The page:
Not everyone in India views malnutrition in the same light. There exists a pervasive idea that the kids are just thin. As one official callously implied,
‘I was skinny when I was growing up, and it never did me any harm’.
You can understand why there has been inertia to seeing malnutrition as a disease. For one thing it means India must start to take responsibility for the eight million children who suffer from it, not a cheap thing to do. Also it draws unwanted attention to why there is such a massive problem in a country with (mostly) no acute crises and 8 mobile phones for every 10 people. It is a politically sensitive subject.
MSF first noticed the problem in Bihar during an emergency intervention during the floods of 2007. Some preliminary surveys revealed the baseline severe acute malnutrition prevalence in under 5s to be roughly 5%, which may in some contexts qualify as a humanitarian emergency and be dealt with as such in, for example, parts of sub-Saharan Africa. This is how our project kicked off, and MSF have been treating children in Biraul ever since. However, there are about 300,000 people in Biraul block (about 20 Roystons), and it is only one of eighteen blocks in the Darbhanga district (population 3.9 million). And there are 38 districts in Bihar state (population 104 million). And in all of Bihar state, all of India even, there is only one nutrition program such as the one MSF conducts. Why then, are MSF in Biraul and not anywhere else?
The main reasons can be boiled down to a combination of opportunistic luck, MSF’s capacity to negotiate access and then generate results, and the political willingness to address the issue on the part of the Bihar State government. What MSF are trying to do here – in Rising India, one day to be the world’s largest economy – is show the government that malnutrition can be treated cost-effectively on a large scale. Inside this contradiction, MSF performs a tight-rope walk, balancing results-oriented, life-saving medical operations and diplomatic negotiations with the government.
So here I am in the Stabilisation Centre, supervising the national staff doctors as they treat the malnourished kids. One two year old, let’s call him George, has that flavour of malnutrition that causes children to start swelling with excess fluid. It is a common cause of those swollen bellies I remember so clearly from the television as a child. I am finally clear as to the cause of the swelling, and contrary to what many sources would have you believe, it is not ascites (an abnormal accumulation of fluid in the abdomen), but in fact a combination of an enlarged liver and overgrowth of bacteria in the intestine, compounded by weak abdominal muscles.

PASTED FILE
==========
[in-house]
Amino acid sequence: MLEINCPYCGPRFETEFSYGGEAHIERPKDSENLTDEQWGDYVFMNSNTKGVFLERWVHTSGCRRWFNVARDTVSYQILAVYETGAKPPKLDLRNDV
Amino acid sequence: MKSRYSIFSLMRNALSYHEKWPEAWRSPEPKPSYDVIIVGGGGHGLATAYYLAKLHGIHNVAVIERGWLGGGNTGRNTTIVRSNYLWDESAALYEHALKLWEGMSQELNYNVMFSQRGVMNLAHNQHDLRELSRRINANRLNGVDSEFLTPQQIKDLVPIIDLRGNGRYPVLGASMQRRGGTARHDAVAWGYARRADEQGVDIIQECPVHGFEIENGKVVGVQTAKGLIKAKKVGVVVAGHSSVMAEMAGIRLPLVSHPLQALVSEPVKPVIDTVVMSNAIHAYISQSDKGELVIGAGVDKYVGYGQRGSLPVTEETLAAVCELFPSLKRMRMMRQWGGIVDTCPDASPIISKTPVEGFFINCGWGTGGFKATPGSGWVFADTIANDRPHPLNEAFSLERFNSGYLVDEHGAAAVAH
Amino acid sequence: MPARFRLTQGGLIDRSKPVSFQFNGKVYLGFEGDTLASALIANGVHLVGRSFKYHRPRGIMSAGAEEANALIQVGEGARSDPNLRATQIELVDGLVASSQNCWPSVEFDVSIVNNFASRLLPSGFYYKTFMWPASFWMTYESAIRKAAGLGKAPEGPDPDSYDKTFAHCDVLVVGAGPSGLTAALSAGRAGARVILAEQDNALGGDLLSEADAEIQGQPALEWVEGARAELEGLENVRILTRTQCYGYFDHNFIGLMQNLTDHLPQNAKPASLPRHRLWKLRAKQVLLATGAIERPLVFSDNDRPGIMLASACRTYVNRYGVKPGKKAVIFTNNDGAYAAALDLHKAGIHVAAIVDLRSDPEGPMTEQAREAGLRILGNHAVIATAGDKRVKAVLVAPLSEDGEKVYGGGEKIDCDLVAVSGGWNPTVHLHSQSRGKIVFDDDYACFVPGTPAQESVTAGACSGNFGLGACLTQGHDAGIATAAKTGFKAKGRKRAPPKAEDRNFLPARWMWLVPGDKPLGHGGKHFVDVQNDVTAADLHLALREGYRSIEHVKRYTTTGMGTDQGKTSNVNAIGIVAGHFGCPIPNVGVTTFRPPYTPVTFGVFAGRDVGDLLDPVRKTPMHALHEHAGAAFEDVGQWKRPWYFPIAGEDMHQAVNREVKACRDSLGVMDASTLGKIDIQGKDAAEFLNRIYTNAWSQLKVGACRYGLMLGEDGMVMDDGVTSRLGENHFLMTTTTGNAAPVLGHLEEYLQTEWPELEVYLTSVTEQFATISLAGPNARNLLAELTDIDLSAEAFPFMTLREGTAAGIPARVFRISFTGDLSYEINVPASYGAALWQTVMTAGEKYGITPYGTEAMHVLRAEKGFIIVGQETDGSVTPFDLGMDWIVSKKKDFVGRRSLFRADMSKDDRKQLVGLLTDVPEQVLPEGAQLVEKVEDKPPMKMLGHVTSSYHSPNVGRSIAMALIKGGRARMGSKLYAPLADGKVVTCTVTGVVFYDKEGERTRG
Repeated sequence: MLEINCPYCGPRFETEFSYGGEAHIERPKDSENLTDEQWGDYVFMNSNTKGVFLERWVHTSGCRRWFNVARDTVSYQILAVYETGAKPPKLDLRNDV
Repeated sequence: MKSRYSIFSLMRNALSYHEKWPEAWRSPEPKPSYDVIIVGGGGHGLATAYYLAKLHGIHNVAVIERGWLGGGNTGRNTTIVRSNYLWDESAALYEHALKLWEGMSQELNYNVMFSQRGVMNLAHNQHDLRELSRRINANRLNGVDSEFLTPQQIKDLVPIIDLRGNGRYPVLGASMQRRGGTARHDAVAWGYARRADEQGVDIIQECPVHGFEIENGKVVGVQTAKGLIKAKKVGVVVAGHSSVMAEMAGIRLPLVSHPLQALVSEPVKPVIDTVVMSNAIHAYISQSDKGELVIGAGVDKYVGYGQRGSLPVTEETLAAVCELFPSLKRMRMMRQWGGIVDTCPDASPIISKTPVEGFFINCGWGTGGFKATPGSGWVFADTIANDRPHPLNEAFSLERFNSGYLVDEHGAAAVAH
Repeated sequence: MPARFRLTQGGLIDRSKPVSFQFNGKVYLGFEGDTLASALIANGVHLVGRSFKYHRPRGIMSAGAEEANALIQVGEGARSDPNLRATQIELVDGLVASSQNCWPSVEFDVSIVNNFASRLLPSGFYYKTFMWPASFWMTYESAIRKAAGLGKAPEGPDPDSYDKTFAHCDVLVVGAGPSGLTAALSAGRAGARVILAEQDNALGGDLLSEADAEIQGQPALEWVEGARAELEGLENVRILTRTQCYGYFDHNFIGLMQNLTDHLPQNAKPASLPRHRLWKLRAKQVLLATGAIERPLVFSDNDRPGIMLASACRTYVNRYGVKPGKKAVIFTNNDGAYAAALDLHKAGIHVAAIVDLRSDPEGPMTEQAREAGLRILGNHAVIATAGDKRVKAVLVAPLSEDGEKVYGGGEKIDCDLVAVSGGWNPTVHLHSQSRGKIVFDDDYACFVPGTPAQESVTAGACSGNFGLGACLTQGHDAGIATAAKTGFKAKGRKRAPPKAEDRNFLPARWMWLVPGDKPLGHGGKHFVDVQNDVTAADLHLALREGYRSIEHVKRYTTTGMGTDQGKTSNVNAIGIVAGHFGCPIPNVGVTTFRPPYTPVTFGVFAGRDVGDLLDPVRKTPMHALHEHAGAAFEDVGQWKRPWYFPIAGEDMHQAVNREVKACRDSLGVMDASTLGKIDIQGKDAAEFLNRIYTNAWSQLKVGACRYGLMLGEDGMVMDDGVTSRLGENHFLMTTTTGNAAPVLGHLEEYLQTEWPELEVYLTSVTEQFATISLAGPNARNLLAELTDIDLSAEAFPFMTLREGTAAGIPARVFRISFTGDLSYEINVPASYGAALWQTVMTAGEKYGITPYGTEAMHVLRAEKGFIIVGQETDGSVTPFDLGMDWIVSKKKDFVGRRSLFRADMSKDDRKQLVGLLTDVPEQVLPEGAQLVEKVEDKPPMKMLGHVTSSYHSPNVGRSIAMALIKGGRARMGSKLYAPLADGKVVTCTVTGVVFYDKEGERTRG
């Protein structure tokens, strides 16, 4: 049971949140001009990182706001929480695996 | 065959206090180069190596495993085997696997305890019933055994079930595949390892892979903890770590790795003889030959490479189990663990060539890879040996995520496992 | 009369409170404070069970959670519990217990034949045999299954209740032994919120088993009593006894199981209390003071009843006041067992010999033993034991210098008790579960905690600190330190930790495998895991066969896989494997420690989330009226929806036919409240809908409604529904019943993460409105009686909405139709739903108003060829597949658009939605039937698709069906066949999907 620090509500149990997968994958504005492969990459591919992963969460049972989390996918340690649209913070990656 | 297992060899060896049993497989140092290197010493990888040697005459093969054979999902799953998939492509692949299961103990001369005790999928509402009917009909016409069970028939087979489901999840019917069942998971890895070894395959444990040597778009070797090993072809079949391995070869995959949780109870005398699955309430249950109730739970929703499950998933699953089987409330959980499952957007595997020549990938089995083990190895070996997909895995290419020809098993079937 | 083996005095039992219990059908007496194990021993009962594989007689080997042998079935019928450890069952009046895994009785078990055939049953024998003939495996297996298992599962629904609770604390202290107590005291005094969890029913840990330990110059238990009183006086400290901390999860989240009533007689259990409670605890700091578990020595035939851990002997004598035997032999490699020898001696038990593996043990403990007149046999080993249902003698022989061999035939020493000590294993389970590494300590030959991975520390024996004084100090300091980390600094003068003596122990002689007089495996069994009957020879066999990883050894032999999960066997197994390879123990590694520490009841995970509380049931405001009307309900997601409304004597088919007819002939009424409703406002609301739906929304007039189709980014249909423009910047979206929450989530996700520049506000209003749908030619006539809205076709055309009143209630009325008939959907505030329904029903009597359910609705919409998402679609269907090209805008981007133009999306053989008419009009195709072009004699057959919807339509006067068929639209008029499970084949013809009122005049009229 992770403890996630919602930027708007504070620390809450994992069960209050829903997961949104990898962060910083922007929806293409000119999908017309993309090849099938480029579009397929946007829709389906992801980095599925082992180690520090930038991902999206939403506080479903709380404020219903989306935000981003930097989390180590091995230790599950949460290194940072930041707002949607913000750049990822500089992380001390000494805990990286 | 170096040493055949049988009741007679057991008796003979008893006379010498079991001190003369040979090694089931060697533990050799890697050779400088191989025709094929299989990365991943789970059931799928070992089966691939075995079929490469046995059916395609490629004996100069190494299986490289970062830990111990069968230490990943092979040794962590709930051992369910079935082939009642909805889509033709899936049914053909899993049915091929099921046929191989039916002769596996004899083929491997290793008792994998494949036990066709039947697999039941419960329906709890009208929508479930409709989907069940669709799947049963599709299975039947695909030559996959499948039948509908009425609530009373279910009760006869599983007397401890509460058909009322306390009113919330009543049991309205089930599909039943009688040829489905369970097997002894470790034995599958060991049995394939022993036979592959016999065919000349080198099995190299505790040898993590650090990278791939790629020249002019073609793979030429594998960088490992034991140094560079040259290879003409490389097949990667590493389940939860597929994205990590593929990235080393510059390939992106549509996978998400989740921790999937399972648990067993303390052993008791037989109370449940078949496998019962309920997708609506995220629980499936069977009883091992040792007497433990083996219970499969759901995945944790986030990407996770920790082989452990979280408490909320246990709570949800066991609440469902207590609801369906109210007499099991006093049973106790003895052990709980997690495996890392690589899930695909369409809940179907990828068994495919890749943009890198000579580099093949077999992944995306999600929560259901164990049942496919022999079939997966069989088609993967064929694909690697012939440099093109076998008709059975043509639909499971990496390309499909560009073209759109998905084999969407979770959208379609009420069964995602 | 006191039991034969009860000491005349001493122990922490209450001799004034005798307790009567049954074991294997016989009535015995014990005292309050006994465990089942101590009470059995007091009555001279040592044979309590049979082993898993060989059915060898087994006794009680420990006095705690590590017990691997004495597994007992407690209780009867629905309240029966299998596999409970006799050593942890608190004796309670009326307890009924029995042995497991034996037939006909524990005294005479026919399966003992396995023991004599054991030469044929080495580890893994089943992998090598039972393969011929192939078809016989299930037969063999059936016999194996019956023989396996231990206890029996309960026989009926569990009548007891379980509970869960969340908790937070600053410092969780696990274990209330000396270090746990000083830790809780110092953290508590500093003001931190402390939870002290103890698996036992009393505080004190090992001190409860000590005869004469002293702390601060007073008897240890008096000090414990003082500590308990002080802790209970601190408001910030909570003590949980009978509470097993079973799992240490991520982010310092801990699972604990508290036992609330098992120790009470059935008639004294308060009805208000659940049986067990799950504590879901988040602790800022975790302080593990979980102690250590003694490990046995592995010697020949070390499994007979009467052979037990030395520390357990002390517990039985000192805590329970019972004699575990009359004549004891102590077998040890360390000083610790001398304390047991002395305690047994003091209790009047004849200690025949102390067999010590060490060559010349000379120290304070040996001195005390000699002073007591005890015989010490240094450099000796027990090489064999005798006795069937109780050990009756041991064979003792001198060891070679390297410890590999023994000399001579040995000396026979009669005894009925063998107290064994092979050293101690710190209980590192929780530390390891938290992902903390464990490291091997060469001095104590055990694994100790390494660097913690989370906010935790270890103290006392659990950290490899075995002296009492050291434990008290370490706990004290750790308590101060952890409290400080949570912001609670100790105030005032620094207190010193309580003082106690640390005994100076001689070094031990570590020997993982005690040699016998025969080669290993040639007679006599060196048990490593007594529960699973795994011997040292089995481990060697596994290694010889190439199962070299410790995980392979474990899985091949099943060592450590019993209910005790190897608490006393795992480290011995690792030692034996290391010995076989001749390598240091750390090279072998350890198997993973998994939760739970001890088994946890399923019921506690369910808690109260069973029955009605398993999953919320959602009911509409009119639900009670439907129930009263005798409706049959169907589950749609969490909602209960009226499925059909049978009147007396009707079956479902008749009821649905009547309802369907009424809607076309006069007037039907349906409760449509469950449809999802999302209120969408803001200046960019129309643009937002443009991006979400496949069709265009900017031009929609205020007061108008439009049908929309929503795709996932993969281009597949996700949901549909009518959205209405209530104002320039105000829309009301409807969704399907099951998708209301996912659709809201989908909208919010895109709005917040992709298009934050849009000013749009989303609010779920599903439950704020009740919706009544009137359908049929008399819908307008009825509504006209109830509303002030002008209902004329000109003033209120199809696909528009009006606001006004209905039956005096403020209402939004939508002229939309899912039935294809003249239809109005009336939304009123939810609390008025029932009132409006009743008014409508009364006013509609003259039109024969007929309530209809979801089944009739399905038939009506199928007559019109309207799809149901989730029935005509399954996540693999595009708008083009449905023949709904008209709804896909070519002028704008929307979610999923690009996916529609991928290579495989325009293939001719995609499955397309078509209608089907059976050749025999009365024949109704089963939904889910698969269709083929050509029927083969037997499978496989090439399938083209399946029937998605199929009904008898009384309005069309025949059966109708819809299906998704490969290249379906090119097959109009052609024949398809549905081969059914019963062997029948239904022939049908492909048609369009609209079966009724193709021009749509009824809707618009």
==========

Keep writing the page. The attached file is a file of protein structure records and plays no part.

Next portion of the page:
The pathophysiology matters little to George. His skin is flaking off, leaving a mosaic of sores over his swollen body. His mouth is so cracked and infected that he can barely eat. He exudes misery. George does well on treatment though, and within a couple of weeks, he is healing up nicely and I even spot him smiling. He is discharged for follow up in the out-patient clinics.
The day-to-day purpose of the project here is to heal kids like George of their severe acute malnutrition, so that they avoid stunting or, worse, death, and you could no more quantify this benefit than you could put a price on a human life. But MSF are here with an additional, even more ambitious goal: if we can help kids like George with a model of community based nutritional care tailor made specifically for the Bihar State, Indian setting, then we might just be able to convince the government to adopt this model of care, scale it up and then help every sick kid like George.
And that would be quite an achievement!
Luke’s blog post was first published in Spanish in 20minutos.es